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A Singaporean blogger sued for damages by Prime Minister Lee Hsien Loong said on Monday that he had successfully raised fees for his legal defence in just four days through crowd-funding.
Roy Ngerng Yi Ling, a government health worker who posts comments on social issues, said 1,104 people had so far contributed more than Sg$72,000 ($55,700), exceeding his target of Sg$70,000 when he launched the campaign Friday.
Ngerng published the transaction history of his bank account on his crowdfunding platform. Many of the donors registered comments criticising Lee and opposing the use of libel suits to silence government critics.
Singapore officials have long used defamation suits against printed publications to defend their reputations.
Ngerng was the first online critic brought to court by a Singaporean leader.
"Donations were mostly of small denominations, and ranged from one cent to two thousand dollars," Ngerng, 33, told AFP.
"I think it reflects the people's frustrations with the current situation," added Ngerng, author of a blog called "The Heart Truths".
Lee filed the defamation suit on Thursday in the High Court, where the typical minimum value of claims for damages is Sg$250,000.
The prime minister alleged that a May 15 post by Ngerng contained statements accusing him of "criminal misappropriation" of public funds.
Lee had earlier rejected an apology and dismissed as "derisory" a compensation offer of Sg$5,000 from Ngerng. The court will have the final say on the amount to be awarded.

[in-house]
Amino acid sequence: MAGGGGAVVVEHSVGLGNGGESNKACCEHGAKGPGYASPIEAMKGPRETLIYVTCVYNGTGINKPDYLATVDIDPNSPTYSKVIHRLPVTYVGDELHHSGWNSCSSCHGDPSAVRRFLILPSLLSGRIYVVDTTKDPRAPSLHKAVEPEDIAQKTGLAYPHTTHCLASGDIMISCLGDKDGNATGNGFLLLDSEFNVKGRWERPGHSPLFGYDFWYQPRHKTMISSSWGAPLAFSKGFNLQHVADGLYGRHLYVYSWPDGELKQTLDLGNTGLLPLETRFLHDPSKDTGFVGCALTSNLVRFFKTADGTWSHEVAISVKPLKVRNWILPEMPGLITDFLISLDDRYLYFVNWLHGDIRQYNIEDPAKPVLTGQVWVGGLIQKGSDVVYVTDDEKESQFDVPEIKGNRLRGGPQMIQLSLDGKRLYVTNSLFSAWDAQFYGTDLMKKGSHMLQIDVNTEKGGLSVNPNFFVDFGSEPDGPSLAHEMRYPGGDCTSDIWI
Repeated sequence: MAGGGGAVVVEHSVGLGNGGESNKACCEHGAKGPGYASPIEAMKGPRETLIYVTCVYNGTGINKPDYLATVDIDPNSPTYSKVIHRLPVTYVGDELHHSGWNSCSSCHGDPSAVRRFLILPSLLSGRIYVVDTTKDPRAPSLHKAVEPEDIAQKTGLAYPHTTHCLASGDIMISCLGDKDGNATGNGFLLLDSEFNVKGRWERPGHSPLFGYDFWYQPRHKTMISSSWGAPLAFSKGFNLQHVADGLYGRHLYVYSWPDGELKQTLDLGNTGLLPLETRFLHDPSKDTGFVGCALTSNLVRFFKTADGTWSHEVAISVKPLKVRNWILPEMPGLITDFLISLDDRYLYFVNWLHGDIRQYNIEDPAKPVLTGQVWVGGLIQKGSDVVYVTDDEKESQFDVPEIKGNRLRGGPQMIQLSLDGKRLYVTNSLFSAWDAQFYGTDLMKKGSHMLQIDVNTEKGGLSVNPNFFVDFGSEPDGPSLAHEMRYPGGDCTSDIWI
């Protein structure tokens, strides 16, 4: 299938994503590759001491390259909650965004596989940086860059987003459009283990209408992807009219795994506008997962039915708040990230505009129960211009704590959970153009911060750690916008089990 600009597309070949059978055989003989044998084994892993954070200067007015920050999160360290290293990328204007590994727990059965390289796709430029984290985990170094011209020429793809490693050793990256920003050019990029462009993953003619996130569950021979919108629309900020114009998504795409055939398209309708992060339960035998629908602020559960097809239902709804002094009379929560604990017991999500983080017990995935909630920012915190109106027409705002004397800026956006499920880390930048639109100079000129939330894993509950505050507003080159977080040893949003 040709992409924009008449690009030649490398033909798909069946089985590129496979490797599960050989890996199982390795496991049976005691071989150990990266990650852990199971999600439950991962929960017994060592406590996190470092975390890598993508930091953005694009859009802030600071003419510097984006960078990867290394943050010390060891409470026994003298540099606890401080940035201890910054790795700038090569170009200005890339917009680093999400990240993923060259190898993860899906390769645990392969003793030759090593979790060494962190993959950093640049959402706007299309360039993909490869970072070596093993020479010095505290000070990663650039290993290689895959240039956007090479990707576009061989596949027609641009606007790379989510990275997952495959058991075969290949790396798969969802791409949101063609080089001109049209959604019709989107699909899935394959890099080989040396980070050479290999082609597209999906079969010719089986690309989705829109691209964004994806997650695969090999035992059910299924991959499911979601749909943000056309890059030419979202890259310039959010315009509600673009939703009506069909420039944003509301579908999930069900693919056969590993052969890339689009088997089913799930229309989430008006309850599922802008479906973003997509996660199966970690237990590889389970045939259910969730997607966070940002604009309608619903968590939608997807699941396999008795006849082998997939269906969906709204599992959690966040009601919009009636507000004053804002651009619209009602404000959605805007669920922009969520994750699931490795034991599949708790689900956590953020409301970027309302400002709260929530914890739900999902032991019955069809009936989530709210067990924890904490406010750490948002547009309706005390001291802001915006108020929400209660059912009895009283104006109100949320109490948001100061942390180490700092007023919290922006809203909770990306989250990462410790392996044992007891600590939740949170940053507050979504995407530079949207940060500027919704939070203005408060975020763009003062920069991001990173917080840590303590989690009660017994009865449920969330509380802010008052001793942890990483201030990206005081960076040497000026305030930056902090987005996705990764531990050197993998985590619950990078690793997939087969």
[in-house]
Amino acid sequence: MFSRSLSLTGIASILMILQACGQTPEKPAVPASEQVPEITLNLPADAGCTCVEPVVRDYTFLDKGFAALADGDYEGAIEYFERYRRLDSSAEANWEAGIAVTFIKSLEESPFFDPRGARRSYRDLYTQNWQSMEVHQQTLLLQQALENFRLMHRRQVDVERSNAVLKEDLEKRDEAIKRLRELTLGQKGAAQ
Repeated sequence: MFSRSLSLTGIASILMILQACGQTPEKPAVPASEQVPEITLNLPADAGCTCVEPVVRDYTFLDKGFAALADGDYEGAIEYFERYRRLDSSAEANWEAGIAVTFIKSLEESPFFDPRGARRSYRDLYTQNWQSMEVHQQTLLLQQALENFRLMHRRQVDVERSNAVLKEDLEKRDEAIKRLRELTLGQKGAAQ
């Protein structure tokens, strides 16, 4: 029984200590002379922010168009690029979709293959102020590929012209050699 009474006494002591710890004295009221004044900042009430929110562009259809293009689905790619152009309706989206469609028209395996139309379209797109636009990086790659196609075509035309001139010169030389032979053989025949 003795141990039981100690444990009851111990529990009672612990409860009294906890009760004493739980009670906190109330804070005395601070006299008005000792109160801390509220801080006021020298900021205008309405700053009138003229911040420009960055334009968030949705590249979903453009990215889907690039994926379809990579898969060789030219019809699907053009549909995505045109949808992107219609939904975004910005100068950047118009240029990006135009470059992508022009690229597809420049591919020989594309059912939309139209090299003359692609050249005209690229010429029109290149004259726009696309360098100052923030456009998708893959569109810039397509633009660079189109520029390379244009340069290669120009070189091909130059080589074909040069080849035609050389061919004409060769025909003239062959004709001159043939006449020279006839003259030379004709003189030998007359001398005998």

A pre-trial conference has been set for July 4.
Lee's lawyer said the post had suggested that the prime minister, who is the chairman of state investment agency GIC, "is guilty of criminal misappropriation of the monies paid by Singaporeans to the Central Provident Fund (CPF)."
GIC manages more than $100 billion of the city-state's foreign reserves. The CPF is the state pension fund.
Ngerng said Monday that for now, he would not "actively solicit for more funds as the target we set has been reached" but indicated he may seek help paying any damages awarded to Lee.
'David versus Goliath'
Eugene Tan, an associate law professor at the Singapore Management University, said the lawsuit has a "David versus Goliath ring to it".
"There is a sense that the people who have contributed either identify with his cause or feel that the questions regarding the CPF Ngerng has raised is worth some support," he told AFP.
Local media is tightly controlled, leaving independent bloggers as the strongest critics of the long-ruling People's Action Party.
Calvin Soh, an advertising industry entrepreneur, said Lee's defamation suit against Ngerng was a "PR disaster" for the ruling party.
"It's not just the sum; crowdfunding shows you market size," he wrote in a Facebook post.
"What if you have turned Roy into a symbol of the ordinary guy being bullied because you've pushed too hard?"
But commentators on pro-government blogs questioned why people are donating to someone accused of spreading falsehoods.
Media firms like Bloomberg, The Economist and the Financial Times have previously paid damages and apologised to Singapore leaders including Lee and his father, former prime minister Lee Kuan Yew, for publishing articles found to be defamatory.
International human rights groups have accused Singapore leaders of using financially ruinous libel actions to silence critics and political opponents.
The Lees and other ruling party leaders say the lawsuits are necessary to protect their reputations from unfounded attacks.